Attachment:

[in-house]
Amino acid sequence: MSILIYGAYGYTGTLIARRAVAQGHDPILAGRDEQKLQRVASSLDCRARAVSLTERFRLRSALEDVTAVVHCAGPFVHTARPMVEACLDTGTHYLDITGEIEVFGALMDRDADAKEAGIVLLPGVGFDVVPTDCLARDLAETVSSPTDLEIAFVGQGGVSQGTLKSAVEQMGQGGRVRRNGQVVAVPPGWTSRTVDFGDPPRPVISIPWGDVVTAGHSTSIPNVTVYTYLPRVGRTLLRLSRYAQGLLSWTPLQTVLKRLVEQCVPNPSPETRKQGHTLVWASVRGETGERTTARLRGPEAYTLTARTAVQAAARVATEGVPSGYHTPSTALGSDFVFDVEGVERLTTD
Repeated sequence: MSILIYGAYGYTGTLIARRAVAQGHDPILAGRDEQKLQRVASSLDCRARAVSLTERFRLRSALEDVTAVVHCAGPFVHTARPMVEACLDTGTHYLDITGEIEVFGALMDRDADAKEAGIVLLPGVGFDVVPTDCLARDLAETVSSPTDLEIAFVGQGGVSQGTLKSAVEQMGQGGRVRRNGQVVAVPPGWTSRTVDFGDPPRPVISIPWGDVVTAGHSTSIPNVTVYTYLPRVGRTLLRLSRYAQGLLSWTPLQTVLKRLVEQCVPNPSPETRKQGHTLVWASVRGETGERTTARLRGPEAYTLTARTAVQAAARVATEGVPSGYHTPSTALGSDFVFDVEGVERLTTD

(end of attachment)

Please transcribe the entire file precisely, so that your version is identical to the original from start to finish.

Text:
[in-house]
Amino acid sequence: MSILIYGAYGYTGTLIARRAVAQGHDPILAGRDEQKLQRVASSLDCRARAVSLTERFRLRSALEDVTAVVHCAGPFVHTARPMVEACLDTGTHYLDITGEIEVFGALMDRDADAKEAGIVLLPGVGFDVVPTDCLARDLAETVSSPTDLEIAFVGQGGVSQGTLKSAVEQMGQGGRVRRNGQVVAVPPGWTSRTVDFGDPPRPVISIPWGDVVTAGHSTSIPNVTVYTYLPRVGRTLLRLSRYAQGLLSWTPLQTVLKRLVEQCVPNPSPETRKQGHTLVWASVRGETGERTTARLRGPEAYTLTARTAVQAAARVATEGVPSGYHTPSTALGSDFVFDVEGVERLTTD
Repeated sequence: MSILIYGAYGYTGTLIARRAVAQGHDPILAGRDEQKLQRVASSLDCRARAVSLTERFRLRSALEDVTAVVHCAGPFVHTARPMVEACLDTGTHYLDITGEIEVFGALMDRDADAKEAGIVLLPGVGFDVVPTDCLARDLAETVSSPTDLEIAFVGQGGVSQGTLKSAVEQMGQGGRVRRNGQVVAVPPGWTSRTVDFGDPPRPVISIPWGDVVTAGHSTSIPNVTVYTYLPRVGRTLLRLSRYAQGLLSWTPLQTVLKRLVEQCVPNPSPETRKQGHTLVWASVRGETGERTTARLRGPEAYTLTARTAVQAAARVATEGVPSGYHTPSTALGSDFVFDVEGVERLTTD